OCR Text |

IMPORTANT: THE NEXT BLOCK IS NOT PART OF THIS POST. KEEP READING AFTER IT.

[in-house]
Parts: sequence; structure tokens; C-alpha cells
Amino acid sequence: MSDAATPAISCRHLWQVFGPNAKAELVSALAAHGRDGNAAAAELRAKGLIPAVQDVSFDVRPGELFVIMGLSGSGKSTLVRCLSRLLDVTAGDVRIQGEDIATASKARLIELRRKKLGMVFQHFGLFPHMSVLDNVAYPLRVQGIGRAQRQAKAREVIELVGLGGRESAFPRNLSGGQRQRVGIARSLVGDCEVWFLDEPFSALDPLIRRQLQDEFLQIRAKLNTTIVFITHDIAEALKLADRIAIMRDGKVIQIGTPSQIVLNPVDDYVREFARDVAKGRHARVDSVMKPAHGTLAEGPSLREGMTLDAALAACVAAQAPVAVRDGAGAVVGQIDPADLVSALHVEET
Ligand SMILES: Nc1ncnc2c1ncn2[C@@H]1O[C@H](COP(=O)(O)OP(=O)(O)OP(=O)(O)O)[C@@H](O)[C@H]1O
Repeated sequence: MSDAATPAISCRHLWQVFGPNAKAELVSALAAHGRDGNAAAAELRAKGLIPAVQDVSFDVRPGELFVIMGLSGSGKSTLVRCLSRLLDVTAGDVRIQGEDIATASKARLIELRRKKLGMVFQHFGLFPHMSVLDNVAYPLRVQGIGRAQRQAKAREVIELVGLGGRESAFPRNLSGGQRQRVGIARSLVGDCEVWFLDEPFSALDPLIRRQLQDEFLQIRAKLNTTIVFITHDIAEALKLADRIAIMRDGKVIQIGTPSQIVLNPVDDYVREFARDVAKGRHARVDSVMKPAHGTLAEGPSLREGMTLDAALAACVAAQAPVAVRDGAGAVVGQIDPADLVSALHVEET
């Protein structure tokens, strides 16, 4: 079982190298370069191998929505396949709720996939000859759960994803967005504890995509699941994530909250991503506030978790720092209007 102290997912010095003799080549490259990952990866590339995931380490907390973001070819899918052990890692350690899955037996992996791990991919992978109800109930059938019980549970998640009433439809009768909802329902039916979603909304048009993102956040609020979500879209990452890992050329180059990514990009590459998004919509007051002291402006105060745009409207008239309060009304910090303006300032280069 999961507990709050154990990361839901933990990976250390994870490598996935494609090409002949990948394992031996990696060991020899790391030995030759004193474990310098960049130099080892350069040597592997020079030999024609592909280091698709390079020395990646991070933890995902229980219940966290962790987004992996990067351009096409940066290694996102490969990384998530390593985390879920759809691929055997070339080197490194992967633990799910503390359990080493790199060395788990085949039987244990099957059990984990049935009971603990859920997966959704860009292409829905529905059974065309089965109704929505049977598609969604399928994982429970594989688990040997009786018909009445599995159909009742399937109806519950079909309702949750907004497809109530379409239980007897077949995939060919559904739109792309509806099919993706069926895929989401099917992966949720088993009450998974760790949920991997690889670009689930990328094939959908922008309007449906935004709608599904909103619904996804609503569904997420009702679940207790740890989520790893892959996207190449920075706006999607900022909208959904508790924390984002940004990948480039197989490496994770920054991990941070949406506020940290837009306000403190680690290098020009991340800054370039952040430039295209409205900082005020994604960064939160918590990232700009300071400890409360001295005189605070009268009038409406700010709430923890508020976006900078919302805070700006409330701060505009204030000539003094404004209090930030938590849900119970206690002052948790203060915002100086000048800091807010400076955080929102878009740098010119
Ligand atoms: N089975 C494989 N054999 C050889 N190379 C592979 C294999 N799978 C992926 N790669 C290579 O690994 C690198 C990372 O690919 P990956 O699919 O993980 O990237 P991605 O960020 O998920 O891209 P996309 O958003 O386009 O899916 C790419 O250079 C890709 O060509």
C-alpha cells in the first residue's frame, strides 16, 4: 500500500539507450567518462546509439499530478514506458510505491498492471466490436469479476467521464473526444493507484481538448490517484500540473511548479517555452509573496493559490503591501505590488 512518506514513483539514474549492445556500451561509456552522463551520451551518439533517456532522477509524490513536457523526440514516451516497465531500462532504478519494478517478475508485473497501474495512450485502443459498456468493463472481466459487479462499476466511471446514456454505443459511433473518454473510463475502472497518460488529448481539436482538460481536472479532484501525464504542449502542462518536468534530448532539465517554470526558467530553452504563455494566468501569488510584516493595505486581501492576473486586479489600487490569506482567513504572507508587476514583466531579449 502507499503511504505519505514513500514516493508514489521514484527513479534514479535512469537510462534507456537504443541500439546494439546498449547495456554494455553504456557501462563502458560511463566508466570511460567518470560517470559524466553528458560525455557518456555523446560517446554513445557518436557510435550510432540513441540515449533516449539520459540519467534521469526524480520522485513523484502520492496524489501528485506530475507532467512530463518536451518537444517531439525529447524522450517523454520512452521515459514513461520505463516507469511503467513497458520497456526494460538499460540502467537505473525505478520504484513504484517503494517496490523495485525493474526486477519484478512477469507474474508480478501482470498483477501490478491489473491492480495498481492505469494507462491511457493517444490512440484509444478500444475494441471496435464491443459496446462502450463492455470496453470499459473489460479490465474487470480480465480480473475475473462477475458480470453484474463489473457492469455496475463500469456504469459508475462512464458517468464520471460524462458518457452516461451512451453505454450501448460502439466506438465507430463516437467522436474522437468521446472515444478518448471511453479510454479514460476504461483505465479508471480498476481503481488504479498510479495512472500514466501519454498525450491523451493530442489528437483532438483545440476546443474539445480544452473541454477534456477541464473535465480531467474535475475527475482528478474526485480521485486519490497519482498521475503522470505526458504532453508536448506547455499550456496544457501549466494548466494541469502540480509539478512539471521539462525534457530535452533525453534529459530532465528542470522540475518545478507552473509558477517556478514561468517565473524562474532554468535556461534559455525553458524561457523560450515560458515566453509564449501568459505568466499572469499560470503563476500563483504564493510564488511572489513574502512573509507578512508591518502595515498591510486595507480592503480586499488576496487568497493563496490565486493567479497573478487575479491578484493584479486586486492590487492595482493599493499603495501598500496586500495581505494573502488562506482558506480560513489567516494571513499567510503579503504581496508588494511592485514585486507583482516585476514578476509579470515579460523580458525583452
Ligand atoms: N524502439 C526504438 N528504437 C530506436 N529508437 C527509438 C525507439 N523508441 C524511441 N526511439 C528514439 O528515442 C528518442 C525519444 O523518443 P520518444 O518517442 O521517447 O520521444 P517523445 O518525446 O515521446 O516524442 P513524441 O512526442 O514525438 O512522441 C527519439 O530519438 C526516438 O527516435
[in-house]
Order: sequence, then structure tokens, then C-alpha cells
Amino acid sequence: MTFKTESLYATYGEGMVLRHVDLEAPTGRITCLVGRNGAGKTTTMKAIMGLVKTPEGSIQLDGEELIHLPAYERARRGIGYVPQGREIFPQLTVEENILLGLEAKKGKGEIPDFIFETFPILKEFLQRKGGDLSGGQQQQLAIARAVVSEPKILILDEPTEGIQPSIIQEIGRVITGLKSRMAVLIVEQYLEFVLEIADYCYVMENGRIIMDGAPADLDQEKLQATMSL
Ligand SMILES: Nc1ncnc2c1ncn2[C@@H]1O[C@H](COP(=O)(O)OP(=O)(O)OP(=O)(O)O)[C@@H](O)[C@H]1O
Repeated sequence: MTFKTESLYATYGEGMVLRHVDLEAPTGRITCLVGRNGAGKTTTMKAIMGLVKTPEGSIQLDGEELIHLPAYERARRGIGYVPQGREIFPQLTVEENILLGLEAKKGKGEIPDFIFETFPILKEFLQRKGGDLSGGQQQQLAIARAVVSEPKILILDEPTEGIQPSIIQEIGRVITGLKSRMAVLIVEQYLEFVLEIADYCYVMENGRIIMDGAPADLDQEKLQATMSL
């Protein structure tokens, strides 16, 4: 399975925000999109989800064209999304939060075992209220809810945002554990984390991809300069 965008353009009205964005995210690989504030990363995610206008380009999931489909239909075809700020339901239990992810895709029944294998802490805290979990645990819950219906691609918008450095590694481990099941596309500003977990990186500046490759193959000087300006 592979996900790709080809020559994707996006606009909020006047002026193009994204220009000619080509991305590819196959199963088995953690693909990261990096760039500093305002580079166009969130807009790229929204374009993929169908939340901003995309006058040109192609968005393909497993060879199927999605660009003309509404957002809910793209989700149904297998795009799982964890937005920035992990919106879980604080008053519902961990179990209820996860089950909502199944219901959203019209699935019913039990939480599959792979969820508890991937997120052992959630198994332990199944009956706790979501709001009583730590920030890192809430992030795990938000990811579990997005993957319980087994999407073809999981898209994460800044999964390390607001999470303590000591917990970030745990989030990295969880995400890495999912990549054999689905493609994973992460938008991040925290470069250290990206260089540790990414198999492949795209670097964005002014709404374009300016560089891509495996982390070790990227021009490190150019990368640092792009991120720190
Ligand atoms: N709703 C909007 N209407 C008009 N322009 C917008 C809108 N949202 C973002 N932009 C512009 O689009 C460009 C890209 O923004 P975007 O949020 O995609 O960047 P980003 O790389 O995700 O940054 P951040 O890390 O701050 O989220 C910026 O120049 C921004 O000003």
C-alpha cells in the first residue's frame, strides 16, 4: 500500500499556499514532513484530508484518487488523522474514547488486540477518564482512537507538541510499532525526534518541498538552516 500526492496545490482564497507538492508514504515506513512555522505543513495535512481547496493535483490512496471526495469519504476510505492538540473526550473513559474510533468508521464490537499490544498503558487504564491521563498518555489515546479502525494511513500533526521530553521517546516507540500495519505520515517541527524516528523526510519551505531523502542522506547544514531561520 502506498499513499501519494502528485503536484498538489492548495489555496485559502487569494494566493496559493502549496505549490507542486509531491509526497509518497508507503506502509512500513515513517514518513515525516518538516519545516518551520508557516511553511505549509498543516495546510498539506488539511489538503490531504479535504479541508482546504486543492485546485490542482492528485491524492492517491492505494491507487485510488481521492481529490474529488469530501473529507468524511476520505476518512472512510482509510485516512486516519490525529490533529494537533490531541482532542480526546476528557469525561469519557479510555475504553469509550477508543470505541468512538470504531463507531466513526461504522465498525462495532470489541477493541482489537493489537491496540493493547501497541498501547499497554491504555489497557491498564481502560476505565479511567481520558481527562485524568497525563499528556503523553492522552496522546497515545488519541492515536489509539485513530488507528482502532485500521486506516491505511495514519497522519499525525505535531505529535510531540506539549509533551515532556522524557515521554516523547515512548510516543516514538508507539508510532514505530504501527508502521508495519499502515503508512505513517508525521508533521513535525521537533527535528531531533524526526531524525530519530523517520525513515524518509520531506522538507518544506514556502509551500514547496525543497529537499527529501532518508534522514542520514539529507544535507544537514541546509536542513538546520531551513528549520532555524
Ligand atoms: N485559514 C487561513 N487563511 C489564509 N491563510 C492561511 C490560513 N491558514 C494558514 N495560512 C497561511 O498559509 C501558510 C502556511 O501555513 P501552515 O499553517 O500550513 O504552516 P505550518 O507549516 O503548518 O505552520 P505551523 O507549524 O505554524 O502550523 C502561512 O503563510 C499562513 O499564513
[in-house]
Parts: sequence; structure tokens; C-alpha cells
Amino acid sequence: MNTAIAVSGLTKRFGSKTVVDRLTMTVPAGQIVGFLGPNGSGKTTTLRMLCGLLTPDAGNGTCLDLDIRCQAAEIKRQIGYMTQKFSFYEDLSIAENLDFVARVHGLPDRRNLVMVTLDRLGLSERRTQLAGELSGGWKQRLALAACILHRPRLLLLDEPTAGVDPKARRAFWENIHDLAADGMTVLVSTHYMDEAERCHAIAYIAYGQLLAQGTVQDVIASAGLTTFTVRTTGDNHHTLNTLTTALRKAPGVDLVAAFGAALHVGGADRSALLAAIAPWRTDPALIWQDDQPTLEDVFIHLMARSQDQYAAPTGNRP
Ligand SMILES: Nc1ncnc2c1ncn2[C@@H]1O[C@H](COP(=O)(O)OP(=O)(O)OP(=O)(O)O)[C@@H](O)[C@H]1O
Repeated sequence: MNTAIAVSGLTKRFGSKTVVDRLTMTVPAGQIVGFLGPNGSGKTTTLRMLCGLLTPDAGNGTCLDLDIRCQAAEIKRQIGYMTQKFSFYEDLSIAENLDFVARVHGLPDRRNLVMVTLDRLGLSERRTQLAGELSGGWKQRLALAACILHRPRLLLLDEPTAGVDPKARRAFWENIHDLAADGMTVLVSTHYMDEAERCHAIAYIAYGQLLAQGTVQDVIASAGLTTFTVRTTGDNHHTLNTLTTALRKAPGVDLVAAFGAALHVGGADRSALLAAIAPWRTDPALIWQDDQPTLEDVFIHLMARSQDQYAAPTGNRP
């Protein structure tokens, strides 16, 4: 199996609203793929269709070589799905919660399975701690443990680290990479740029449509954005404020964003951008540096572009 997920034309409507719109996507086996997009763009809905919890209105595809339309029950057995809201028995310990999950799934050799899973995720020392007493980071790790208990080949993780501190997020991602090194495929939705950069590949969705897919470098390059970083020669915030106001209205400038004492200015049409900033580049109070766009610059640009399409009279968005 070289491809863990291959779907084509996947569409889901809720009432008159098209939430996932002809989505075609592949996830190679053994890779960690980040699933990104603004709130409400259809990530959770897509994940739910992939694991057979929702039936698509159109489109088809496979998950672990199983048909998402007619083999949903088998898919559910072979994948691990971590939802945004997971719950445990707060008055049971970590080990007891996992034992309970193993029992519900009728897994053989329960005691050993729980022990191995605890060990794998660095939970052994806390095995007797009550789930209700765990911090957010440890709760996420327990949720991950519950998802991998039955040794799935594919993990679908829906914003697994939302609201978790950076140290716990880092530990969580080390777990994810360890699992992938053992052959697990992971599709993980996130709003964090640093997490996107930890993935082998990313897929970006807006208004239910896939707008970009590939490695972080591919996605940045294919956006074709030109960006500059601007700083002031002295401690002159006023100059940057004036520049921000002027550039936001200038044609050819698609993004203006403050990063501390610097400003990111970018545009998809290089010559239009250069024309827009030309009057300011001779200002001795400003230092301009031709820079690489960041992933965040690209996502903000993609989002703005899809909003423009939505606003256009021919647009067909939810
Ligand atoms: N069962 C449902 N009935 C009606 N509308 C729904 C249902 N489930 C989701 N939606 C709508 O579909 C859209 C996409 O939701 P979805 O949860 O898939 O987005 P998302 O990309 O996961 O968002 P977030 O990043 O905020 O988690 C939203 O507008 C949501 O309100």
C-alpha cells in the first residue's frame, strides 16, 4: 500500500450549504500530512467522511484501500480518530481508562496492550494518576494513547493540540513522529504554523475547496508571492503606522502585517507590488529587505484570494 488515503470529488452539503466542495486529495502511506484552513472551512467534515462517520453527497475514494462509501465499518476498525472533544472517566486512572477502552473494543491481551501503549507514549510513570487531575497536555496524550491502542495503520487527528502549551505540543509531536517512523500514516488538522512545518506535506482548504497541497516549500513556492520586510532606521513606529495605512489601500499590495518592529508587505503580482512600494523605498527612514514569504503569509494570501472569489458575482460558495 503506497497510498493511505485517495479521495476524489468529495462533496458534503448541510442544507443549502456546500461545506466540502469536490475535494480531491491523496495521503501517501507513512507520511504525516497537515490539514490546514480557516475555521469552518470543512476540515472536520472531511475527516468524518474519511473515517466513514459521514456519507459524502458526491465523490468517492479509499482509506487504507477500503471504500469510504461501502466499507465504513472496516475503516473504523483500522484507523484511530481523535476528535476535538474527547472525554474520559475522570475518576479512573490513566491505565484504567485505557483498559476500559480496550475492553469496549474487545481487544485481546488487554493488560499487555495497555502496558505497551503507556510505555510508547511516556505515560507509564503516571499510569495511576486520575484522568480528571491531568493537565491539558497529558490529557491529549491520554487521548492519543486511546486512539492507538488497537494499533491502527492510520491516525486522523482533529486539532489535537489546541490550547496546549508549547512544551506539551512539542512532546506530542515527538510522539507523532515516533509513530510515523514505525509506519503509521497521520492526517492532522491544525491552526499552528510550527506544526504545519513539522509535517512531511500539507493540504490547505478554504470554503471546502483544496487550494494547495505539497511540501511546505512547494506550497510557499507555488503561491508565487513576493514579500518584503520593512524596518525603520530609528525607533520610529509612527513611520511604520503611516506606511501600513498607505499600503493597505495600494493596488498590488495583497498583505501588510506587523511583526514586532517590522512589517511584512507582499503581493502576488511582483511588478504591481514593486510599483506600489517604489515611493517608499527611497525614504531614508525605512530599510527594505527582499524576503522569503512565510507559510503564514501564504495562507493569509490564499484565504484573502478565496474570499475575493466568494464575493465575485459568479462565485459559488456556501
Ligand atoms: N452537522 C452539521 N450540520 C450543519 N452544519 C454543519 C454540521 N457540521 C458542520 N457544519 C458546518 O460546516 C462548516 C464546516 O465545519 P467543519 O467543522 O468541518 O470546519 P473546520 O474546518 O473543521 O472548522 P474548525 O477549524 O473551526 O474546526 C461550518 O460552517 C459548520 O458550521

Show particle lies within the laminar boundary film of the particle. The snow is then plastered onto the damming obstruction. The equilibrium of the shear stresses acting on the individual granule as a result of the viscosity of the air fj and the density of the entrained air permits one to assume the following qualitative relationship ( in technical units, t]~ 1.7 x 10" ko- sec/ m2): thickness of the boundary layer 6 ~ ( 2 f] Av/^* ) for A v ~ 50 m/ sec the thickness of the entrained air layer reaches already about 1 cm. Separation of snow begins either at lower air velocities or by damming of air at higher velocities, if this is only lightly loaded with snow, i. e., if the density of the snow- air mixture is small. If the distance between particles is smaller than the thickness of the boundary layer, then the aerosol at the velocity corresponding to this must behave mechanically like a homogeneous gas of corresponding average density. The above indications show that the effect of obstructions on the movement of snow laden air currents still needs clarification. For more accurate investigations a value of v corresponding to the velocity distribution v1 is inserted in Equation ( 25). The investigations of Bazine and Boussinesq lead one to expect a parabolic velocity distribution for the circumstances in question, i. e., the velocity v' at the depth z below the surface is-: ( 26) v' = v [ 4/ 3 - ( z/ h') 2] This kind of velocity distribution generally is in agreement with the measurements of Bagnold [ 12]. As an additional limiting case, for powder avalanches with strong back damming of the front along with consideration of the relative back flowing motion at the surface, the ordinate z to be inserted in the equation above is measured above and below half the flow height. The velocity near the underlying surface amounts to one third the average velocity v. The velocity distribution is of great influence on the pressure effect of powder avalanches, which have a great flow height h*. For the pressure on inclined surfaces for shooting flow the following is true: if a stream of cross section f and velocity v strikes a solid surface at an angle p, then one can think of the stream as being divided into a stream of cross section f cos pparallel to the surface struck and a stream of cross section f sinp perpendicular to this surface. In the second instance the mass m = f y / g flows with the velocity v sinp against the solid surface. The uniform specific damming pressure originates from the transmission of pressure into the deflected material: ( 27) Po = ( f y/ g) ( v2 sin2p/ 2f sinp) = ( yv2/ 2g) sinp The specific resistance of an inclined surface referred to the projection in the flow direction is likewise given by Equation ( 27). This rule 42 |